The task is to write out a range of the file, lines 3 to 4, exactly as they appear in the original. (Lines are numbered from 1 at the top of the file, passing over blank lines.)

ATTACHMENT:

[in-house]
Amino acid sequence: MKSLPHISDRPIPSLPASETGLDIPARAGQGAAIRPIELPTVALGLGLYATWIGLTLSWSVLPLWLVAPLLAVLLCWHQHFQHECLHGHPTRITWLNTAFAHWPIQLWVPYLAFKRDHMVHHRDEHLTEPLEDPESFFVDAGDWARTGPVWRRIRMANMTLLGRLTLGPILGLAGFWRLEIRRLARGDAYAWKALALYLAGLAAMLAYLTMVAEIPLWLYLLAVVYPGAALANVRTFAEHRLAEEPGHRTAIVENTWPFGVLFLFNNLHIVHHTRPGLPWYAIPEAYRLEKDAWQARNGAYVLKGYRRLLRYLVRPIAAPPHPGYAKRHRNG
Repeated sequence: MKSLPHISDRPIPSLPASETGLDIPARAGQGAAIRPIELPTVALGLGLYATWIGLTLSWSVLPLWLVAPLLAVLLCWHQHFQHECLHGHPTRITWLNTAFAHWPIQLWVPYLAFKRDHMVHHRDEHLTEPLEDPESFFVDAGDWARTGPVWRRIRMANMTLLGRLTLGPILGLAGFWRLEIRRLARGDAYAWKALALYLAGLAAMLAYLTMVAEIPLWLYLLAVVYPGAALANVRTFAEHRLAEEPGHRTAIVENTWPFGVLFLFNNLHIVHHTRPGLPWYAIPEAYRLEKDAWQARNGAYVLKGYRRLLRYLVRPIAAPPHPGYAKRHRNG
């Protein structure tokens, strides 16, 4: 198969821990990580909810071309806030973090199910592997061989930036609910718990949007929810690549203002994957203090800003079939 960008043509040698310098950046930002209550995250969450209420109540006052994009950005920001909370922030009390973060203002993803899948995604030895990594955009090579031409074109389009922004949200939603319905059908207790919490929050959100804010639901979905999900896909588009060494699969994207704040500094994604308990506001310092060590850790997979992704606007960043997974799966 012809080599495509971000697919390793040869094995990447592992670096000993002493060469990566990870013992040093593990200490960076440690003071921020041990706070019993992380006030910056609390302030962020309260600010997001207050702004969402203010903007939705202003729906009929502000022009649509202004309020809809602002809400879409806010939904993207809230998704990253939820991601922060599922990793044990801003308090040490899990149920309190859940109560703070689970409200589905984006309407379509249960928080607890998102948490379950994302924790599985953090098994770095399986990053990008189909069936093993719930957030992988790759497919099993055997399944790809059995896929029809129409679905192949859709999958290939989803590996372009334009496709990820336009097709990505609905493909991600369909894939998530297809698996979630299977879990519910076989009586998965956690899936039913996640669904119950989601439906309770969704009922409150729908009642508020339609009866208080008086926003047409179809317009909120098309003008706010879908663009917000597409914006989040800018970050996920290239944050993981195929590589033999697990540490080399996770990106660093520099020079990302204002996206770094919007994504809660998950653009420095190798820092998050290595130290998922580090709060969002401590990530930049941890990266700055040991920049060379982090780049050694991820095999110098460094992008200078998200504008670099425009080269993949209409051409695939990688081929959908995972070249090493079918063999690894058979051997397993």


Repeated sequence: MKSLPHISDRPIPSLPASETGLDIPARAGQGAAIRPIELPTVALGLGLYATWIGLTLSWSVLPLWLVAPLLAVLLCWHQHFQHECLHGHPTRITWLNTAFAHWPIQLWVPYLAFKRDHMVHHRDEHLTEPLEDPESFFVDAGDWARTGPVWRRIRMANMTLLGRLTLGPILGLAGFWRLEIRRLARGDAYAWKALALYLAGLAAMLAYLTMVAEIPLWLYLLAVVYPGAALANVRTFAEHRLAEEPGHRTAIVENTWPFGVLFLFNNLHIVHHTRPGLPWYAIPEAYRLEKDAWQARNGAYVLKGYRRLLRYLVRPIAAPPHPGYAKRHRNG
């Protein structure tokens, strides 16, 4: 198969821990990580909810071309806030973090199910592997061989930036609910718990949007929810690549203002994957203090800003079939 960008043509040698310098950046930002209550995250969450209420109540006052994009950005920001909370922030009390973060203002993803899948995604030895990594955009090579031409074109389009922004949200939603319905059908207790919490929050959100804010639901979905999900896909588009060494699969994207704040500094994604308990506001310092060590850790997979992704606007960043997974799966 012809080599495509971000697919390793040869094995990447592992670096000993002493060469990566990870013992040093593990200490960076440690003071921020041990706070019993992380006030910056609390302030962020309260600010997001207050702004969402203010903007939705202003729906009929502000022009649509202004309020809809602002809400879409806010939904993207809230998704990253939820991601922060599922990793044990801003308090040490899990149920309190859940109560703070689970409200589905984006309407379509249960928080607890998102948490379950994302924790599985953090098994770095399986990053990008189909069936093993719930957030992988790759497919099993055997399944790809059995896929029809129409679905192949859709999958290939989803590996372009334009496709990820336009097709990505609905493909991600369909894939998530297809698996979630299977879990519910076989009586998965956690899936039913996640669904119950989601439906309770969704009922409150729908009642508020339609009866208080008086926003047409179809317009909120098309003008706010879908663009917000597409914006989040800018970050996920290239944050993981195929590589033999697990540490080399996770990106660093520099020079990302204002996206770094919007994504809660998950653009420095190798820092998050290595130290998922580090709060969002401590990530930049941890990266700055040991920049060379982090780049050694991820095999110098460094992008200078998200504008670099425009080269993949209409051409695939990688081929959908995972070249090493079918063999690894058979051997397993």